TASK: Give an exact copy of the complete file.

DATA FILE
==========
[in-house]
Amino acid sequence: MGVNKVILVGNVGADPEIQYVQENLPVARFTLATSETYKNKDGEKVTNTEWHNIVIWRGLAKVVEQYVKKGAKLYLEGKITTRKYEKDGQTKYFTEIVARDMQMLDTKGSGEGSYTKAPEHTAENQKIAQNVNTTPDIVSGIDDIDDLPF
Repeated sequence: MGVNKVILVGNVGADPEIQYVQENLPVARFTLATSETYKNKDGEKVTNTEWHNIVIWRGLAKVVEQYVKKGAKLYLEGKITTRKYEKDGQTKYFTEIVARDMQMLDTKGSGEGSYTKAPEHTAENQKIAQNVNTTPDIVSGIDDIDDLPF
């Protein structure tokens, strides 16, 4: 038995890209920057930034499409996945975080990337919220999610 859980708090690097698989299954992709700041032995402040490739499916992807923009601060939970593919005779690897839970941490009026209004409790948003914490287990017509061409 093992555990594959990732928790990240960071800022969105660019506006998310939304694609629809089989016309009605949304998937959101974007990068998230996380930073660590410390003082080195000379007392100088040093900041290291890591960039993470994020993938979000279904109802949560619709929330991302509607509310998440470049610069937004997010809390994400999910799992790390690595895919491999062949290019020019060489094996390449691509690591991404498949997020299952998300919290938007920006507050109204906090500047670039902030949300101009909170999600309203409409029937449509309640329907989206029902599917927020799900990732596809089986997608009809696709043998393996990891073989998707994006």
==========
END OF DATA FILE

[in-house]
Amino acid sequence: MGVNKVILVGNVGADPEIQYVQENLPVARFTLATSETYKNKDGEKVTNTEWHNIVIWRGLAKVVEQYVKKGAKLYLEGKITTRKYEKDGQTKYFTEIVARDMQMLDTKGSGEGSYTKAPEHTAENQKIAQNVNTTPDIVSGIDDIDDLPF
Repeated sequence: MGVNKVILVGNVGADPEIQYVQENLPVARFTLATSETYKNKDGEKVTNTEWHNIVIWRGLAKVVEQYVKKGAKLYLEGKITTRKYEKDGQTKYFTEIVARDMQMLDTKGSGEGSYTKAPEHTAENQKIAQNVNTTPDIVSGIDDIDDLPF
């Protein structure tokens, strides 16, 4: 038995890209920057930034499409996945975080990337919220999610 859980708090690097698989299954992709700041032995402040490739499916992807923009601060939970593919005779690897839970941490009026209004409790948003914490287990017509061409 093992555990594959990732928790990240960071800022969105660019506006998310939304694609629809089989016309009605949304998937959101974007990068998230996380930073660590410390003082080195000379007392100088040093900041290291890591960039993470994020993938979000279904109802949560619709929330991302509607509310998440470049610069937004997010809390994400999910799992790390690595895919491999062949290019020019060489094996390449691509690591991404498949997020299952998300919290938007920006507050109204906090500047670039902030949300101009909170999600309203409409029937449509309640329907989206029902599917927020799900990732596809089986997608009809696709043998393996990891073989998707994006």